Lady Chatterley
November 1960: Two women outside a book shop in London, with paperback copies of 'Lady Chatterley's Lover' by D H Lawrence, after a jury at the Old Bailey decided that it was not obscene. Keystone / Getty Images

How a Book Reminded the World That Sex Sells

Nov 02, 2015

When D.H. Lawrence published his salacious 1928 novel Lady Chatterley's Lover, English officials declared it "forever banned" in that country. More than three decades later, on Nov. 2, 1960, a court proved the declaration false by removing the ban.

By then, however, the book had by then lost much of its oomph. The socio-economic and sexual taboos it had broken were no longer so titillating. And when an unexpurgated American version was published about a year earlier, TIME's critics took its explicit scenes in stride:

But is it pornography? The answer of literary people is no. Lawrence, a fretful neurotic always at war within himself, was a serious writer. But there is another question: Is Lady Chatterley dull and tiresome? This time the answer must be yes.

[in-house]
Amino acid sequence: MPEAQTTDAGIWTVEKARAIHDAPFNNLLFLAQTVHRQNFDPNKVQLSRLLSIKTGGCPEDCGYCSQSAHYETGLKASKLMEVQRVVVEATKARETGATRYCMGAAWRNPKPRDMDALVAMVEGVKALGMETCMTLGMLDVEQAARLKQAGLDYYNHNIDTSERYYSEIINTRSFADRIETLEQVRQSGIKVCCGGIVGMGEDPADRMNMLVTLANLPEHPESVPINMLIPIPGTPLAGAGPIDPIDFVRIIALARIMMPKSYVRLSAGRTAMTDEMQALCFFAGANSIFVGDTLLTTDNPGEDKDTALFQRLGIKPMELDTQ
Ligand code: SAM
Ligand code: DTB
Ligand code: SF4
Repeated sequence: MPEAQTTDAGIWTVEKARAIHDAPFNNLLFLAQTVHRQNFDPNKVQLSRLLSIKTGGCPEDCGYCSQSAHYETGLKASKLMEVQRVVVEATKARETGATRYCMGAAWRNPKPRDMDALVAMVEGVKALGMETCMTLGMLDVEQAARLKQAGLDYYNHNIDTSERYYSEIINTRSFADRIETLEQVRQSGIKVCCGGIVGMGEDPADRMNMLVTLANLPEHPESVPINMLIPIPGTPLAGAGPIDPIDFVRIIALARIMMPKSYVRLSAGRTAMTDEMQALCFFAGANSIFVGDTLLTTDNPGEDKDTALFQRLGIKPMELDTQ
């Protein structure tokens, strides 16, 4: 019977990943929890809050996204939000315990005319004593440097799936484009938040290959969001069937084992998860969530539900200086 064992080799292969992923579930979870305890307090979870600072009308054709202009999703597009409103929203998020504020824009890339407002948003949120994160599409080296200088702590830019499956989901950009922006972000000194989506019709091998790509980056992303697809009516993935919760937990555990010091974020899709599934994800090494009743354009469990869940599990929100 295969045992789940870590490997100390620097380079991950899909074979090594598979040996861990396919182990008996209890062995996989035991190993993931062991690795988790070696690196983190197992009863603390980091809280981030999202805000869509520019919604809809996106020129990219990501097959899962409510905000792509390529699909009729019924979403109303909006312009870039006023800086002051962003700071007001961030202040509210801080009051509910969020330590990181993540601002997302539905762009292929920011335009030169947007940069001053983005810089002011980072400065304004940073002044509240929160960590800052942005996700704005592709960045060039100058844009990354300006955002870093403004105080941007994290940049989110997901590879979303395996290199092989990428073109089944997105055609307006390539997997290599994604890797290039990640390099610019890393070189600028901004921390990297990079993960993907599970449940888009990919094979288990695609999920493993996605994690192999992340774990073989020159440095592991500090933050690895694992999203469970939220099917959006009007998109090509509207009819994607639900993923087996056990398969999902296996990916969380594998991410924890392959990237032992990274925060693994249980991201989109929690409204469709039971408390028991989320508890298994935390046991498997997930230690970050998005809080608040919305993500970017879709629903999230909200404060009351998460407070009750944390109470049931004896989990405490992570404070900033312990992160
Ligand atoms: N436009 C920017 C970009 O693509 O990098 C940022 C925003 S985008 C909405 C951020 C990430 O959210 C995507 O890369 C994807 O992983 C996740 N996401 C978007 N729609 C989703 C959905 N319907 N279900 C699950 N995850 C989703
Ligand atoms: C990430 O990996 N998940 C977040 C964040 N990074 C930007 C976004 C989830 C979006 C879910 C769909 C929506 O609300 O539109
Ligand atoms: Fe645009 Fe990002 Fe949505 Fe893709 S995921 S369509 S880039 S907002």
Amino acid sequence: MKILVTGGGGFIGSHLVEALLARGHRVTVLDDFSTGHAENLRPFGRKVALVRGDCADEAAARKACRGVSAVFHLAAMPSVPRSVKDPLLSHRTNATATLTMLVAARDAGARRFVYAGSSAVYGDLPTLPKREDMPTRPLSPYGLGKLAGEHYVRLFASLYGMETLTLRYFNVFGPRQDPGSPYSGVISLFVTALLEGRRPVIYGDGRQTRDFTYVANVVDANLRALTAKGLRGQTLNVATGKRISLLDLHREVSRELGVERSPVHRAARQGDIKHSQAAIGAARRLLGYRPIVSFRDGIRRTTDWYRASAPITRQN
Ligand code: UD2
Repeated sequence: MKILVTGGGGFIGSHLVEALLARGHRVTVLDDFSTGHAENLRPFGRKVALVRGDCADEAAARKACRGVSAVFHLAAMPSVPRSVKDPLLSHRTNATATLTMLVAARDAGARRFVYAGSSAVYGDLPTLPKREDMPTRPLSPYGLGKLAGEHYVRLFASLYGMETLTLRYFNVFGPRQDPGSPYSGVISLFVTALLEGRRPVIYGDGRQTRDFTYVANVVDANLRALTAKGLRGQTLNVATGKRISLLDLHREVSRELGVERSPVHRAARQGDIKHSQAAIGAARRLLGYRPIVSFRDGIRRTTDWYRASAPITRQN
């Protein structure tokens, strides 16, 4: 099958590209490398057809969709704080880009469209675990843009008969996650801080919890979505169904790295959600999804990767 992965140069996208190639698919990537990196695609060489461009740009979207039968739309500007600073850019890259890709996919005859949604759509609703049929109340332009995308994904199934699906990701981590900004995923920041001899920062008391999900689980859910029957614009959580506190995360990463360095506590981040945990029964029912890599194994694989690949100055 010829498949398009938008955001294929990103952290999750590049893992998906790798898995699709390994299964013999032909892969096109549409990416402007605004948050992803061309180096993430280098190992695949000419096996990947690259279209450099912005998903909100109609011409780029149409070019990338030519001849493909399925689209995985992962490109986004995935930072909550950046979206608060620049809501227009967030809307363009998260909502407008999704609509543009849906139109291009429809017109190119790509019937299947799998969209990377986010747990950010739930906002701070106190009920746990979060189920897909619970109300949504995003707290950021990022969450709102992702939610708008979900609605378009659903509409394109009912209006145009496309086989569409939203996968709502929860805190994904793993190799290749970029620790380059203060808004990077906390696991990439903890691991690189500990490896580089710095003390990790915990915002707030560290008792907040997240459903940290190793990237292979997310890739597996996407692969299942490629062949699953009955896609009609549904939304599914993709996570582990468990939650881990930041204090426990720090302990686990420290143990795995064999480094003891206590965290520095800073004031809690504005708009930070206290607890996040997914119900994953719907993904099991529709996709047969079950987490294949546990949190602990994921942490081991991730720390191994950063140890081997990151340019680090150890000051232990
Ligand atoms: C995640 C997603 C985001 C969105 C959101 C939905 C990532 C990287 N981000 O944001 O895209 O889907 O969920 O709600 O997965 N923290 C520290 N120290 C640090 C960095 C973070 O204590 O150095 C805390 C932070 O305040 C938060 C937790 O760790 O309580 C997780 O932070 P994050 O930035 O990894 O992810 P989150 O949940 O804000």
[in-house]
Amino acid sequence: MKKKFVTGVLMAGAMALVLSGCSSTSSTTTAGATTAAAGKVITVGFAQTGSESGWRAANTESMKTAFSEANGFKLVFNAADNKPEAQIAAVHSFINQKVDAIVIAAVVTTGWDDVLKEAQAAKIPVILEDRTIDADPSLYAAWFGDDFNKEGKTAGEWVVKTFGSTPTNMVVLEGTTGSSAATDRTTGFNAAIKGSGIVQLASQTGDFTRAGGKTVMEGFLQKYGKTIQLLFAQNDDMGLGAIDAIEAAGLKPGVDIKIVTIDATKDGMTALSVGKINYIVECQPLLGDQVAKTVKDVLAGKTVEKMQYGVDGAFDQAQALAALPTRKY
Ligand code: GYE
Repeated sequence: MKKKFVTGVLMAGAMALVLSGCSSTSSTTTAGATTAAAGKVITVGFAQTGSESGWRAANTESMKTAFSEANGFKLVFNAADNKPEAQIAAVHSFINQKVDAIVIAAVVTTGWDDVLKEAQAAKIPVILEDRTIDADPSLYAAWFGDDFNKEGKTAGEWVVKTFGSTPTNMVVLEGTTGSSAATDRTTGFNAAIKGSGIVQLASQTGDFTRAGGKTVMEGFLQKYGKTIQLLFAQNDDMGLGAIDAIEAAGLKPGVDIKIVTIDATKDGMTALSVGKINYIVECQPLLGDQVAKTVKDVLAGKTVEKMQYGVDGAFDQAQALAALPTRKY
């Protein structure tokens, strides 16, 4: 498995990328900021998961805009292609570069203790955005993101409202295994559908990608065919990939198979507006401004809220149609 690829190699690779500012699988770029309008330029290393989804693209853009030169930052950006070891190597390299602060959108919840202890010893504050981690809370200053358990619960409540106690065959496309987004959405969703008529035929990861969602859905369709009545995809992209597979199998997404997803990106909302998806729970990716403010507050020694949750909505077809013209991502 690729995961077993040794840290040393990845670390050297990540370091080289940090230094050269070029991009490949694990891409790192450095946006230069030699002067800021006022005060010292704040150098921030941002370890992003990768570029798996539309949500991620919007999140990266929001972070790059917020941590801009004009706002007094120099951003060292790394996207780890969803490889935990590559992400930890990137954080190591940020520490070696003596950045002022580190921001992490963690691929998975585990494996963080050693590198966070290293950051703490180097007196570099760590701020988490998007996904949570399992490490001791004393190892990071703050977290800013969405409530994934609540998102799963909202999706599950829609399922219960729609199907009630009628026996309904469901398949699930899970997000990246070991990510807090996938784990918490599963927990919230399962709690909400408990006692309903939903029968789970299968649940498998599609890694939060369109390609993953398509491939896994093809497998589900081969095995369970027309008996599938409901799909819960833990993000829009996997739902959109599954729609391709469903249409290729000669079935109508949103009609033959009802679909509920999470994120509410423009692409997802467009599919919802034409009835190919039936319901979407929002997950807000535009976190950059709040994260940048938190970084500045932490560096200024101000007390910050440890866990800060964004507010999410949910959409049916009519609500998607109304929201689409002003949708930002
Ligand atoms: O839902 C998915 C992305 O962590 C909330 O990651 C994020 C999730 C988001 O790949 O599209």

The story is simple enough. Sir Clifford Chatterley comes back from World War I paralyzed from the waist down. An upper-class snob, he stuns his wife by telling her that she ought to have a child by another man. Connie Chatterley falls in love with Mellors, her husband’s gamekeeper, learns for the first time what real sex is all about. Sir Clifford, of course, is incensed at Connie’s betrayal of her class. Why make love to a workingman? By this time Sir Clifford is more than half in love with his lady attendant, and the book ends with Mellors working as a farm laborer and waiting for Connie to join him.

The critical panning did little to deter readers. When the ban was lifted in 1960, Brits flooded into bookstores. "A Leicester Square book vendor peddled 1,300 copies in an hour after setting out a window placard reading 'Lady C.—12 Sharp!' By evening of C-day, the paperback edition, priced at 50¢, was being hawked and sold by Soho scalpers for $2.80," TIME reported.

Though Lady Chatterley might not have had much to teach audiences of the 1960s about love, she did have something to remind the publishers of the era: sex, as ever, sells.

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